Digital Renaissance Editions

About this text

  • Title: The Whore of Babylon (Quarto, 1607)
  • Editors: Frances E. Dolan, Anna Pruitt

  • Copyright Digital Renaissance Editions. This text may be freely used for educational, non-profit purposes; for all other uses contact the Editor.
    Author: Thomas Dekker
    Editors: Frances E. Dolan, Anna Pruitt
    Not Peer Reviewed

    The Whore of Babylon (Quarto, 1607)

    The Whore of Babylon.
    1415 Rop. What phy sicke can I dare onely to grow
    (But as I merit shall) vp in your eye.
    Emp. Weele erect ladders for you strong and high,
    That you shall climbe to starrie dignitie.
    Both. We take our leaue dread Empre s s e. Exeunt.
    1420 Emp. Fare you well:
    Our benediction goe along with you----
    Our malediction and your soules confu sion
    Like shiuer'd towers fall on your luckele s s e heads,
    And wedge you into earth low as the deepe
    1425Where are the damned, if our world you fire,
    Since desperately you'le ride and dare aspire.
    1. King. But is this all? shall we thus bend our sinews
    Onely to emptie quiuers, and to shoot
    Whole sheafes of forked arrowes at the Sunne,
    1430Yet neuer hit him?
    2. Car. And the marke so faire!
    Com. Nay, which is more, suppose that al these torrēts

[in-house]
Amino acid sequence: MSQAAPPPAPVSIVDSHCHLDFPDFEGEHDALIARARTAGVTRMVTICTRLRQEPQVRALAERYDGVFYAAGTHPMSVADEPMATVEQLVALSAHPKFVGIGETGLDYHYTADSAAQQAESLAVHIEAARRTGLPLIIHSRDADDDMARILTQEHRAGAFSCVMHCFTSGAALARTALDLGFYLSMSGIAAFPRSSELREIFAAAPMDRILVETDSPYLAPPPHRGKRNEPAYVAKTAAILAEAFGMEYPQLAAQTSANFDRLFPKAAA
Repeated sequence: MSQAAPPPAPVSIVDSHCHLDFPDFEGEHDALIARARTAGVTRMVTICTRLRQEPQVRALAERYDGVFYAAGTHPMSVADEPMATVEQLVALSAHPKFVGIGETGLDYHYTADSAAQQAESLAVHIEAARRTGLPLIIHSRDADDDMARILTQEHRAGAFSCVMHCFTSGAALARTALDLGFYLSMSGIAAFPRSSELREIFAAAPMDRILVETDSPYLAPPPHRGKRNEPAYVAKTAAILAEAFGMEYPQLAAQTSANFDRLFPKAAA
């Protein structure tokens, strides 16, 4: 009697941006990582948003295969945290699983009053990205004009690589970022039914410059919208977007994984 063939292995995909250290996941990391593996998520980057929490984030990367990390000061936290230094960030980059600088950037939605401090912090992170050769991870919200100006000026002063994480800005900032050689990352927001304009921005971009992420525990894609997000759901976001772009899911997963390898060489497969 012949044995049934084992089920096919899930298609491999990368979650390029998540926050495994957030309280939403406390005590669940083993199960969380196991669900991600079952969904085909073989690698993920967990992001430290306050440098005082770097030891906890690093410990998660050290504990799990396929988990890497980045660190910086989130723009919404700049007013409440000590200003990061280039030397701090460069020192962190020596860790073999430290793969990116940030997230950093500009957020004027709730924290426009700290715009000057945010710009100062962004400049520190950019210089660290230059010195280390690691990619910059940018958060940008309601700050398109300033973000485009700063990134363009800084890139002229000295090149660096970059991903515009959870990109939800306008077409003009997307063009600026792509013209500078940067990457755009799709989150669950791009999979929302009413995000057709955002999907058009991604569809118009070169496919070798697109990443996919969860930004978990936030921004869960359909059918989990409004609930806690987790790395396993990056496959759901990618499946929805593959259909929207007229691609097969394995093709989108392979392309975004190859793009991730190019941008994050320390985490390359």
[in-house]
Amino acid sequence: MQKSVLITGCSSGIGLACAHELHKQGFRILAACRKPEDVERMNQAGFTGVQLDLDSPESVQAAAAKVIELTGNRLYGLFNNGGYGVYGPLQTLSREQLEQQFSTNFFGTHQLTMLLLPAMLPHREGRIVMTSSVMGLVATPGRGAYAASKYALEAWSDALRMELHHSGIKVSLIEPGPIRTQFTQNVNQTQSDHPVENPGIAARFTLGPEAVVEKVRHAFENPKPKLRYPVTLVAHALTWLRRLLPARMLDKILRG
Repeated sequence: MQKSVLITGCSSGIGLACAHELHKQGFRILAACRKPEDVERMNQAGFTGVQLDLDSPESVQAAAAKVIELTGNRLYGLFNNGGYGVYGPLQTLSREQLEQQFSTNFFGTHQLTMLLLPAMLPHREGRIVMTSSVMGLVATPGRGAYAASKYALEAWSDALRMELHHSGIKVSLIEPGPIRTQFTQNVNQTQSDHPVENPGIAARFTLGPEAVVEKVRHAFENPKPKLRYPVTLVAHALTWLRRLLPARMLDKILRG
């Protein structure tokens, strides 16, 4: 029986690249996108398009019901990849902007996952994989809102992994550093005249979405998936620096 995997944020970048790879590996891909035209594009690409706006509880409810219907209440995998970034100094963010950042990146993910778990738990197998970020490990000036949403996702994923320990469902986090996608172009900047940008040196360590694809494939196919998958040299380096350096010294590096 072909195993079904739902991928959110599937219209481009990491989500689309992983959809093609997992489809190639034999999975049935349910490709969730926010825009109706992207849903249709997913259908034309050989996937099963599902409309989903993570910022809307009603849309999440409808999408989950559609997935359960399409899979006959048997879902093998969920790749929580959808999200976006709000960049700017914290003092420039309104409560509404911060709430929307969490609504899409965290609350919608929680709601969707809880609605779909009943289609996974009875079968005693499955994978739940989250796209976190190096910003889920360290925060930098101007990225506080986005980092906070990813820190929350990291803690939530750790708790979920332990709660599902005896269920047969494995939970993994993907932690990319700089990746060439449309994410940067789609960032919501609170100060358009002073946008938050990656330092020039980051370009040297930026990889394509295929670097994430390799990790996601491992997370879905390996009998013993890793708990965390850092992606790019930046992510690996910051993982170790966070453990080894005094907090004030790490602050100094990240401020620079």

Which from your sea of Greatne s s e, you (for your part)
    And all those stragling flouds which we haue driuen
    1435With full and stiffe winds to the Fairie Stronds,
    Should all breake in at once, and in a deluge
    Of Innouation, rough rebellion, factions,
    Of ma s s acres, and pale de struction
    Swallow the kingdome vp, and that the bloud
    1440Euen of Titania's heart should in deepe crimson
    Dye all these waters: what of this? what share
    Is yours? what land shall you recouer?
    1. King. All.
    Com. All!
    1445 1. King. I, all:
    Betweene the Transuersaries that doe run
    Vpon this cro s s e staffe, a dull eye may find
    In what degree we are, and of what height
    Your selfe (our brighte st Ariadne) is,
    1450Being vnderneath that Tropicke: as those jewels
    Of night and day are by alternate course
    Worne in Heauens fore-head,
    So when Deaths Winter comes,